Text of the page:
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Hoffmann, R. A wiki for the life sciences where authorship matters. Nature Genetics (2008)

Central role for MyD88 in the responses of microglia to pathogen-associated molecular patterns.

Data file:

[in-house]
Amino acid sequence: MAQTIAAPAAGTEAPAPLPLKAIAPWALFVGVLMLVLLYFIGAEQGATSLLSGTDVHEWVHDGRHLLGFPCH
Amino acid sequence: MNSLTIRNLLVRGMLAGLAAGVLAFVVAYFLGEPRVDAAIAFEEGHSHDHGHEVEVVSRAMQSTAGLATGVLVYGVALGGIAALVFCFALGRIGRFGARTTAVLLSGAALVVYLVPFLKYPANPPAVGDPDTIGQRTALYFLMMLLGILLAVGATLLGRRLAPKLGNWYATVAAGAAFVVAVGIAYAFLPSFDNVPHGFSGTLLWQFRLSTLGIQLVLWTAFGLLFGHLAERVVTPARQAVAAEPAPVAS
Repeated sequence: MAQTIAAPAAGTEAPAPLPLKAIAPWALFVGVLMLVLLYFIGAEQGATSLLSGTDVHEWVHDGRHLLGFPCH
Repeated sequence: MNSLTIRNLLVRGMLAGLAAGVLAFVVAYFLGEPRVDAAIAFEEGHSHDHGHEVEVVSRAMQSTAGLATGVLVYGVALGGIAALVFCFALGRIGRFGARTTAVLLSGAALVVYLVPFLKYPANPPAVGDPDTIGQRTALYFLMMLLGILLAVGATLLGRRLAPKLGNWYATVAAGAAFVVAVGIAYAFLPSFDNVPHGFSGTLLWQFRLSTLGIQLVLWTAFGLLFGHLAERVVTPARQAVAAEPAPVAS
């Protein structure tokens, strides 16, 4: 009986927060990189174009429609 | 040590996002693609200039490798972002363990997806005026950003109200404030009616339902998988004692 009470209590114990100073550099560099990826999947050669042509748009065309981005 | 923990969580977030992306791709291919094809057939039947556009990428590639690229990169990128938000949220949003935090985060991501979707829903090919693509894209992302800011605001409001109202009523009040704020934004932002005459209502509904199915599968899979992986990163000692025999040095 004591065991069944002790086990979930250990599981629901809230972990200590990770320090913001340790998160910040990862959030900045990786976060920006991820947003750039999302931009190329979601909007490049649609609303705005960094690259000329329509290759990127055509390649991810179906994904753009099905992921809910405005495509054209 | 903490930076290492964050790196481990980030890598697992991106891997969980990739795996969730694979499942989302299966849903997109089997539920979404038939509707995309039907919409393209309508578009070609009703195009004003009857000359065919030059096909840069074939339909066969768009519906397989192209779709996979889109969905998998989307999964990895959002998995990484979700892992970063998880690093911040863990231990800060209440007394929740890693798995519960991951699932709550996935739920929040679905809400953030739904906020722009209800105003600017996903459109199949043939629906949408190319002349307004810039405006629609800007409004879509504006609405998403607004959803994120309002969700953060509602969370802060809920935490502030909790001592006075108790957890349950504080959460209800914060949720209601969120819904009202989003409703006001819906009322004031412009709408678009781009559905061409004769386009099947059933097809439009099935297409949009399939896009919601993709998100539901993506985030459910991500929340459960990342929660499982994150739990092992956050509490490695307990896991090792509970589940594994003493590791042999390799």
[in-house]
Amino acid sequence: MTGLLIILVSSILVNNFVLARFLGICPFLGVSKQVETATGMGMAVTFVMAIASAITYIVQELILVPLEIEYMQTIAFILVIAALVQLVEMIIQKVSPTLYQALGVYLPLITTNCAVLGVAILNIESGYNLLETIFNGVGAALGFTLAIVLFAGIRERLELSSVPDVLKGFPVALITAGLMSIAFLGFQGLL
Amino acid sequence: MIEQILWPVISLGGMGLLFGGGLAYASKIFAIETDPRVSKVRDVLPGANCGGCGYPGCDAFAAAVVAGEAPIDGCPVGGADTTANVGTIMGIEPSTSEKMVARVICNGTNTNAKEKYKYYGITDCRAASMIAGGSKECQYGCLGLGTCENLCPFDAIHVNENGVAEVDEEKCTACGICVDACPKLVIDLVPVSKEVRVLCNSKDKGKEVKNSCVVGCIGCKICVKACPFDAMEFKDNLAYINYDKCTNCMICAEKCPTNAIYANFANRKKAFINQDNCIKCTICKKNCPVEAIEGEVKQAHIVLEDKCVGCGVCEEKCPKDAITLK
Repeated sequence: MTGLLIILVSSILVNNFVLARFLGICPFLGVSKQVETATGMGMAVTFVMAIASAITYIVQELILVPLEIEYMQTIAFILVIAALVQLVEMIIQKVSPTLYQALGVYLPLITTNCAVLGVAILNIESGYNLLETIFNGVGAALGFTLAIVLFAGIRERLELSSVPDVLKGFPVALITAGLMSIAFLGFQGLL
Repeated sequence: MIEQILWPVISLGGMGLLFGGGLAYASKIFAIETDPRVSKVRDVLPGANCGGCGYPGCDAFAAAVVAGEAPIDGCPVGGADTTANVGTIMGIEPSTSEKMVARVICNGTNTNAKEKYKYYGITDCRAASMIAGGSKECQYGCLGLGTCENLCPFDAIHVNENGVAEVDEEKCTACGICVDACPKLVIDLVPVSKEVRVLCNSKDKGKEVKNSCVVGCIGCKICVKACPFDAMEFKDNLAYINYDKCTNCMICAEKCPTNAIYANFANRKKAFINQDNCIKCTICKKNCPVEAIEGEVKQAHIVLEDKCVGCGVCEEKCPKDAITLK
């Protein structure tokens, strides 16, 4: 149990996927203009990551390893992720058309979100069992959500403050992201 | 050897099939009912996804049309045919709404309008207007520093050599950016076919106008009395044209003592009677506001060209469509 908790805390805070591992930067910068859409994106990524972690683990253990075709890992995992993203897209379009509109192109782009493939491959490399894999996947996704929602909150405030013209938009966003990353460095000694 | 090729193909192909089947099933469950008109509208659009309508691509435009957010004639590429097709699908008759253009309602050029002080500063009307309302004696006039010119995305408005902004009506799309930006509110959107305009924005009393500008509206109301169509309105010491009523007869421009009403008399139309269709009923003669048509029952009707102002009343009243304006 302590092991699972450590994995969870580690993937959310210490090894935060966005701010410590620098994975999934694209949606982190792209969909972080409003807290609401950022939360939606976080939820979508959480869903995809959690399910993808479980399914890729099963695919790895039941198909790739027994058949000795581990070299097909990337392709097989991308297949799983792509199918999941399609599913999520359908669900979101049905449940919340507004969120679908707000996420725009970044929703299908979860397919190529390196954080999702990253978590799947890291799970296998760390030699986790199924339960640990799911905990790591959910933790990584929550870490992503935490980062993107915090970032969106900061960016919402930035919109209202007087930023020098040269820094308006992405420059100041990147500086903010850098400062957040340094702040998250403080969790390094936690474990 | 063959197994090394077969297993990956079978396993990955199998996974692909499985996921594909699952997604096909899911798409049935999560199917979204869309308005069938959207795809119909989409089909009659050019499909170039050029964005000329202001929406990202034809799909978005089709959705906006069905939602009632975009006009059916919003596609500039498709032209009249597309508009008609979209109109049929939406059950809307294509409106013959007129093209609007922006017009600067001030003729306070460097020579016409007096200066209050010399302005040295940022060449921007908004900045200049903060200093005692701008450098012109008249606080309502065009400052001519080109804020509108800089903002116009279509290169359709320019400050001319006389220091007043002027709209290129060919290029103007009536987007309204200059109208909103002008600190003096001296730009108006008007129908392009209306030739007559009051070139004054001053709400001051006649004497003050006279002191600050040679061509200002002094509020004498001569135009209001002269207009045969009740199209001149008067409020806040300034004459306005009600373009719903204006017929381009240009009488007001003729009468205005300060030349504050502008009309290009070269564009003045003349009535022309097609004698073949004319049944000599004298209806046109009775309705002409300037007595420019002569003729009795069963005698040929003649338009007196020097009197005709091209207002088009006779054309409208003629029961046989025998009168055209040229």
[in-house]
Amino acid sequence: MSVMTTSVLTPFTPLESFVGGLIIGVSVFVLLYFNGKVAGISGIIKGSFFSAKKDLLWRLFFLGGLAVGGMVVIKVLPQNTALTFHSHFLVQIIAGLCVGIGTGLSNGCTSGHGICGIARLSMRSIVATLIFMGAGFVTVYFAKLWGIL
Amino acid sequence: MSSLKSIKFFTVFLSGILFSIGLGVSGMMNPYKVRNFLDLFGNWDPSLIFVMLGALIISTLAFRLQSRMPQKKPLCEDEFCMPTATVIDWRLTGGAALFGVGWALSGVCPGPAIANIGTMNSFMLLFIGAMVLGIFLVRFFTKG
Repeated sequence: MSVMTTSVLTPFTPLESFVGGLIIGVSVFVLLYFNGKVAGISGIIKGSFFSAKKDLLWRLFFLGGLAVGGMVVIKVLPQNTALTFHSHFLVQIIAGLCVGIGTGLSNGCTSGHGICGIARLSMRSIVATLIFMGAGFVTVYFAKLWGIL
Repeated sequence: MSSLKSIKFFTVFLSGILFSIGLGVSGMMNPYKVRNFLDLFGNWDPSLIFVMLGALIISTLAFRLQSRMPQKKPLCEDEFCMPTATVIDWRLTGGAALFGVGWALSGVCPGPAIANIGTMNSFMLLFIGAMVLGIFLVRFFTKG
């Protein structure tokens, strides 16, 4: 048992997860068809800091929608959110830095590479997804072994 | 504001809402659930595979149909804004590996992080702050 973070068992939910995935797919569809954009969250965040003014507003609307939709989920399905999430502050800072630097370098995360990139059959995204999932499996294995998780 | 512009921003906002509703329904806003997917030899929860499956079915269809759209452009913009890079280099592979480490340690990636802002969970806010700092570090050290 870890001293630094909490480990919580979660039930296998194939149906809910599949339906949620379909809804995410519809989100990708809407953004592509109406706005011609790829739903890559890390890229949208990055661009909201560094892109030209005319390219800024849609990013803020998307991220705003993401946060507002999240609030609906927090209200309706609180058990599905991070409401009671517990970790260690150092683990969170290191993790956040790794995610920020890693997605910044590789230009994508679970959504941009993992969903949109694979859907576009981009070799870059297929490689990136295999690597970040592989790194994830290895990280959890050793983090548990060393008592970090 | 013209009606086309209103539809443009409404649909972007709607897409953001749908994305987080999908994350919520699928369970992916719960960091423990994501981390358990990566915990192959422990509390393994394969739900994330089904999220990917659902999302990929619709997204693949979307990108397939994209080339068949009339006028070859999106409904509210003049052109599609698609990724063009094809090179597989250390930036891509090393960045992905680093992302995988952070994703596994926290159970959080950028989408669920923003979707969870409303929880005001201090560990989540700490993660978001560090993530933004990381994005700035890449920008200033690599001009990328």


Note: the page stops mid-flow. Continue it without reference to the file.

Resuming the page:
Microglia, the innate immune effector cells of the CNS parenchyma, express TLR that recognize conserved motifs of microorganisms referred to as pathogen-associated molecular patterns (PAMP). All TLRs identified to date, with the exception of TLR3, use a common adaptor protein, MyD88, to transduce activation signals. Recently, we reported that microglial activation in response to the Gram-positive bacterium Staphylococcus aureus was not completely attenuated following TLR2 ablation, suggesting the involvement of additional receptors. To assess the functional role of alternative TLRs in microglial responses to S. aureus and its cell wall product peptidoglycan as well as the Gram-negative PAMP LPS, we evaluated primary microglia from MyD88 knockout (KO) and wild-type mice. The induction of TNF-alpha, IL-12 p40, and MIP-2 (CXCL2) expression by S. aureus- and peptidoglycan-stimulated microglia was MyD88 dependent, as revealed by the complete inhibition of cytokine production in MyD88 KO cells. In addition, the expression of additional pattern recognition receptors, including TLR9, pentraxin-3, and lectin-like oxidized LDL receptor-1, was regulated, in part, via a MyD88-dependent manner as demonstrated by the attenuated expression of these receptors in MyD88 KO microglia. Microglial activation was only partially inhibited in LPS-stimulated MyD88 KO cells, suggesting the involvement of MyD88-independent pathways. Collectively, these findings reveal the complex mechanisms for microglia to respond to diverse bacterial pathogens, which occur via both MyD88-dependent and -independent pathways.[1]


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